From my notes:
Answers to questions people starting projects in schools don't know how to ask:
- Q: How do I get support for starting a 10-500 student trial of 1-to-1 computing in the classroom (and perhaps outside of it), possibly with Sugar, on XOs? [this is often misphrased as "how do I get 10-500 XOs"]
- A: Let's start with the last part first. If you get to the point where all that remains is to finalize the hardware platform you use, first leave a description of the project and a pointer to your work on this page:
Then you will have a few options.
- If this trial is part of a larger ongoing project...
- You may be able to borrow XOs from a local laptop pool for the project,
- You may be able to get laptops directly if you have local support and tech infrastructure in place. (for instance, OLPC has run a "give a school" program for a few months in 2008 and early 2009 that allowed purchases of 100+ laptops for a school)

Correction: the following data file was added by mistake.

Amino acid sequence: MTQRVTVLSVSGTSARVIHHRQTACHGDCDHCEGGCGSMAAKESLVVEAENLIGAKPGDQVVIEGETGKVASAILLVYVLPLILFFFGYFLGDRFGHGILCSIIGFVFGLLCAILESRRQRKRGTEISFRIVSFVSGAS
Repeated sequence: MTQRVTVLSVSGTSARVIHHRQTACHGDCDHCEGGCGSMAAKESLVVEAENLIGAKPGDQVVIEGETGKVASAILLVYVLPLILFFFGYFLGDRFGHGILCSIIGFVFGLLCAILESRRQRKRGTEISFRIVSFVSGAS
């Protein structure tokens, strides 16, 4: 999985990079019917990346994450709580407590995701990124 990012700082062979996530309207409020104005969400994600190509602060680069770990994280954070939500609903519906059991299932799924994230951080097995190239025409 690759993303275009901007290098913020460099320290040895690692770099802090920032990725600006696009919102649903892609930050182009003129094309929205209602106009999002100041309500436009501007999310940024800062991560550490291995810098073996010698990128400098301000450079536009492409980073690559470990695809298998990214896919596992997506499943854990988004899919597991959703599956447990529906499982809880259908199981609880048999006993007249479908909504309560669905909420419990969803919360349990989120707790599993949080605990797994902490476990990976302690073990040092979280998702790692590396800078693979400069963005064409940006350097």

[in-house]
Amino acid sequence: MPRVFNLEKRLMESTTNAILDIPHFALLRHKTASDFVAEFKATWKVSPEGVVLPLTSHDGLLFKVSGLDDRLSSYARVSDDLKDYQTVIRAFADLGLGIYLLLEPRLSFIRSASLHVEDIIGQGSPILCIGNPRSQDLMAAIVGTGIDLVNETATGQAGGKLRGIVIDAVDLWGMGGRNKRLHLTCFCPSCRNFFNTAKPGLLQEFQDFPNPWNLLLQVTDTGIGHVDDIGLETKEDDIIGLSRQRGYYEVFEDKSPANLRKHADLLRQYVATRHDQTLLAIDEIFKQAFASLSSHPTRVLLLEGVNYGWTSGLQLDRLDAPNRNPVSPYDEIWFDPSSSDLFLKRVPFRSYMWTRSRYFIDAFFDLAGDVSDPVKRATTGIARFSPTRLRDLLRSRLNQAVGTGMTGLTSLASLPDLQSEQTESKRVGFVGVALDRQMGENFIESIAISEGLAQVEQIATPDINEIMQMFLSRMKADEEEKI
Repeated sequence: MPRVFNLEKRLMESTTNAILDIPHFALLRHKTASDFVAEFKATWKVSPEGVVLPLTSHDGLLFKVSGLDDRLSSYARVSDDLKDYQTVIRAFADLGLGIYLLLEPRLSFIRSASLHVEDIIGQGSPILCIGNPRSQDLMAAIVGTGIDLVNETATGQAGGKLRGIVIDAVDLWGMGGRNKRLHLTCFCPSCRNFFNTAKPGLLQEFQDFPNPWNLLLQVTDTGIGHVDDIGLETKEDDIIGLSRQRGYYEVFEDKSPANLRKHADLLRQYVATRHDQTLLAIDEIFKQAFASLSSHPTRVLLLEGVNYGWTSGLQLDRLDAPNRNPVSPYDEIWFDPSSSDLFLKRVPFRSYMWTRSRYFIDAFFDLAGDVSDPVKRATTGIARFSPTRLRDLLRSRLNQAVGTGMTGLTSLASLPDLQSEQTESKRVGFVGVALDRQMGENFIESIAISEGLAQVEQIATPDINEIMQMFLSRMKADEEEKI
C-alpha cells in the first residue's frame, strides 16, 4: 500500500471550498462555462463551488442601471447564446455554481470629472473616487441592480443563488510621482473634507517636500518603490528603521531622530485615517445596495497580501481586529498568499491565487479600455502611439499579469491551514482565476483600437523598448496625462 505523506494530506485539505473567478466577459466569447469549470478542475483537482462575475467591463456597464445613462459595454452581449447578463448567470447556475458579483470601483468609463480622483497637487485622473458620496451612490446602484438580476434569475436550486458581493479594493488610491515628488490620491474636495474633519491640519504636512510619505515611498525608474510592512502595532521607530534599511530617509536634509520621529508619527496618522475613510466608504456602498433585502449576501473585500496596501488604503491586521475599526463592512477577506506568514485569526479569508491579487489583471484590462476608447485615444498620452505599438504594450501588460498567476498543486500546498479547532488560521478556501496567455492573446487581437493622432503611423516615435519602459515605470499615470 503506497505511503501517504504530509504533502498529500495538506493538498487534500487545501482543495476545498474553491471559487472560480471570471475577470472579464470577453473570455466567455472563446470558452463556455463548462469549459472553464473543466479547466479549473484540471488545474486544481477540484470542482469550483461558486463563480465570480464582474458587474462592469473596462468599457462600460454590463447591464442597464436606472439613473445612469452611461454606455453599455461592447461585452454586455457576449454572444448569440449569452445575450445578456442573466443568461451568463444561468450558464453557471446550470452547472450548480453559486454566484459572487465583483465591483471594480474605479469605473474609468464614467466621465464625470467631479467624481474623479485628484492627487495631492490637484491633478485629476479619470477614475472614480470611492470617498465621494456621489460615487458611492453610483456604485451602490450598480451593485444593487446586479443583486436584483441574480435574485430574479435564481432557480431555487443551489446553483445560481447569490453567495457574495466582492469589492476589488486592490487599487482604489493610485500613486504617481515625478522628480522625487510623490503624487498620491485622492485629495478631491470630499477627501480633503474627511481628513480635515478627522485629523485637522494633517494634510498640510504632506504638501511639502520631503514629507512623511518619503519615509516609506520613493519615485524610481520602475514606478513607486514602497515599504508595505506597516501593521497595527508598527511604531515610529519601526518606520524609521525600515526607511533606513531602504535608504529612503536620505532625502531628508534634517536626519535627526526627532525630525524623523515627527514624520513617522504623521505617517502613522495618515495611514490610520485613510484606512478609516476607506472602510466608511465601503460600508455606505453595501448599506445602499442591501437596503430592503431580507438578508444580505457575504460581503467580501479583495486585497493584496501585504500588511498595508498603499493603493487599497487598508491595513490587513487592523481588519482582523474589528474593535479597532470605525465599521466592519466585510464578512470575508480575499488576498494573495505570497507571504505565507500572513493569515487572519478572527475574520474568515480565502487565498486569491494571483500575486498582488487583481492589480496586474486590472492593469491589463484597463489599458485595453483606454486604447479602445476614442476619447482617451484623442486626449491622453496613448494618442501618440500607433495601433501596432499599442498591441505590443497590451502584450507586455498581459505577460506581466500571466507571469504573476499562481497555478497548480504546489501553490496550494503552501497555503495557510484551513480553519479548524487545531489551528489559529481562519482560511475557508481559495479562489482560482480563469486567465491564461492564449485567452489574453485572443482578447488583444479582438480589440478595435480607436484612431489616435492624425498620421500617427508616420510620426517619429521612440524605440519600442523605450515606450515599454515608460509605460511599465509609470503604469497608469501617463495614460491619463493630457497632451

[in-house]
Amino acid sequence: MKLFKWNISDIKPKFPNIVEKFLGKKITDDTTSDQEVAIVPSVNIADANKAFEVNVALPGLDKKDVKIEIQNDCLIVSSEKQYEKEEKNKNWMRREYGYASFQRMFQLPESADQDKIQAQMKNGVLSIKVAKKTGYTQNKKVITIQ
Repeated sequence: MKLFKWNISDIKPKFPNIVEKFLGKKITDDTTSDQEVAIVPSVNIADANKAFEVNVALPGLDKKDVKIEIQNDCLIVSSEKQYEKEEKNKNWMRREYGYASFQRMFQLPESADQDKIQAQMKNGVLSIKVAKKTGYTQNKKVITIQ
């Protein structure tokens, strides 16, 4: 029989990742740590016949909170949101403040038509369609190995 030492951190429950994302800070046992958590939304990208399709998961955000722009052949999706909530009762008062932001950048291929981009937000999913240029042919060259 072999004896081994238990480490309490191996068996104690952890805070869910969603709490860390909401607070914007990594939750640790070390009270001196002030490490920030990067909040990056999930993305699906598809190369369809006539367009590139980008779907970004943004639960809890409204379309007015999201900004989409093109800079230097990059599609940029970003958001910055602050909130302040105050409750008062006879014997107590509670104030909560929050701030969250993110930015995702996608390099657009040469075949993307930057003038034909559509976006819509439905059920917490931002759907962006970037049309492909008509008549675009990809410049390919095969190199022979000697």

- You may be able to find other hardware that serves your needs for the duration of the trial.
- To start a trial with 1-to-1 computing and Sugar in the classroom, there is a community of practitioners and developers at Sugar Labs who work with such groups and can provide more detailed support. Options include Sugar On A Stick, or Sugar-flavored builds of Ubuntu, Debian, and Fedora.
- To start planning a 1-to-1 computing initiative with students and teachers, there are many online 1-to-1 computing groups working with Squeak and Scratch, with new digital interactive texts, with online environments. These projects cover many age ranges, from elementary to high school students. You can find support for both software and pedagogy efforts. [see our friends in Canada; Skolelinux and Edubuntu outreach groups; teacher and edupunk guilds/social nets]
- To start planning a new educational initiative in your community or school, there are many groups online such as the Global Educational Collaborative working on open ed and education reform efforts around the world.
(should add something about elem. vs other ages, and OLPC's focus on the former)